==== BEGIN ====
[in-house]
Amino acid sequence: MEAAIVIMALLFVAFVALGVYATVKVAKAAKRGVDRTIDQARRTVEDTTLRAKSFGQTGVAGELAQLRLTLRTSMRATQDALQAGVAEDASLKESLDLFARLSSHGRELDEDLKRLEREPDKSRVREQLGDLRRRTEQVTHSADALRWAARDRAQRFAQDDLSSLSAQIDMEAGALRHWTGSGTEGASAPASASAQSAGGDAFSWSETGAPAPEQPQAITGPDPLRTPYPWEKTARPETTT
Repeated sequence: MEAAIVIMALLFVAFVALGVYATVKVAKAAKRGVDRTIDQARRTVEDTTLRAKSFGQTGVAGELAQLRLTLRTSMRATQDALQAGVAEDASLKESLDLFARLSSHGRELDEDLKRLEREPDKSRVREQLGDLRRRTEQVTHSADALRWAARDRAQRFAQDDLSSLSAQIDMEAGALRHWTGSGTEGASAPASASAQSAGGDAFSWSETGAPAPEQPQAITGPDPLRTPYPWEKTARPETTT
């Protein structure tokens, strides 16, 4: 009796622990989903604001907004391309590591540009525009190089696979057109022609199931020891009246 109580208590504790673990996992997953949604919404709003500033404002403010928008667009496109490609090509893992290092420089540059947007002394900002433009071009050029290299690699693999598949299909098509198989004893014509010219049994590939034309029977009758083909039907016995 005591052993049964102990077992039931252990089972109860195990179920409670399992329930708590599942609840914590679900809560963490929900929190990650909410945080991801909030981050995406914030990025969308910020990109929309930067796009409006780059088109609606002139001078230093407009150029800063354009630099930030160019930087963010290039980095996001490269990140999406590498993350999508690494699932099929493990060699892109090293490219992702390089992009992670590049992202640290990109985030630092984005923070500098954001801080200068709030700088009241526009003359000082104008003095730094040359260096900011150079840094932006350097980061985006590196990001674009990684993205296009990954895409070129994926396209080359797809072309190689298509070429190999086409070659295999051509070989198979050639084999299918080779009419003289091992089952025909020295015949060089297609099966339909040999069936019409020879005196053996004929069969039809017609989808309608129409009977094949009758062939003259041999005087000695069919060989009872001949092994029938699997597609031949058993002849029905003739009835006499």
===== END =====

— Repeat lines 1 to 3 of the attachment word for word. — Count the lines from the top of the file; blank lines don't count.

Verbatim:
[in-house]
Amino acid sequence: MEAAIVIMALLFVAFVALGVYATVKVAKAAKRGVDRTIDQARRTVEDTTLRAKSFGQTGVAGELAQLRLTLRTSMRATQDALQAGVAEDASLKESLDLFARLSSHGRELDEDLKRLEREPDKSRVREQLGDLRRRTEQVTHSADALRWAARDRAQRFAQDDLSSLSAQIDMEAGALRHWTGSGTEGASAPASASAQSAGGDAFSWSETGAPAPEQPQAITGPDPLRTPYPWEKTARPETTT
Repeated sequence: MEAAIVIMALLFVAFVALGVYATVKVAKAAKRGVDRTIDQARRTVEDTTLRAKSFGQTGVAGELAQLRLTLRTSMRATQDALQAGVAEDASLKESLDLFARLSSHGRELDEDLKRLEREPDKSRVREQLGDLRRRTEQVTHSADALRWAARDRAQRFAQDDLSSLSAQIDMEAGALRHWTGSGTEGASAPASASAQSAGGDAFSWSETGAPAPEQPQAITGPDPLRTPYPWEKTARPETTT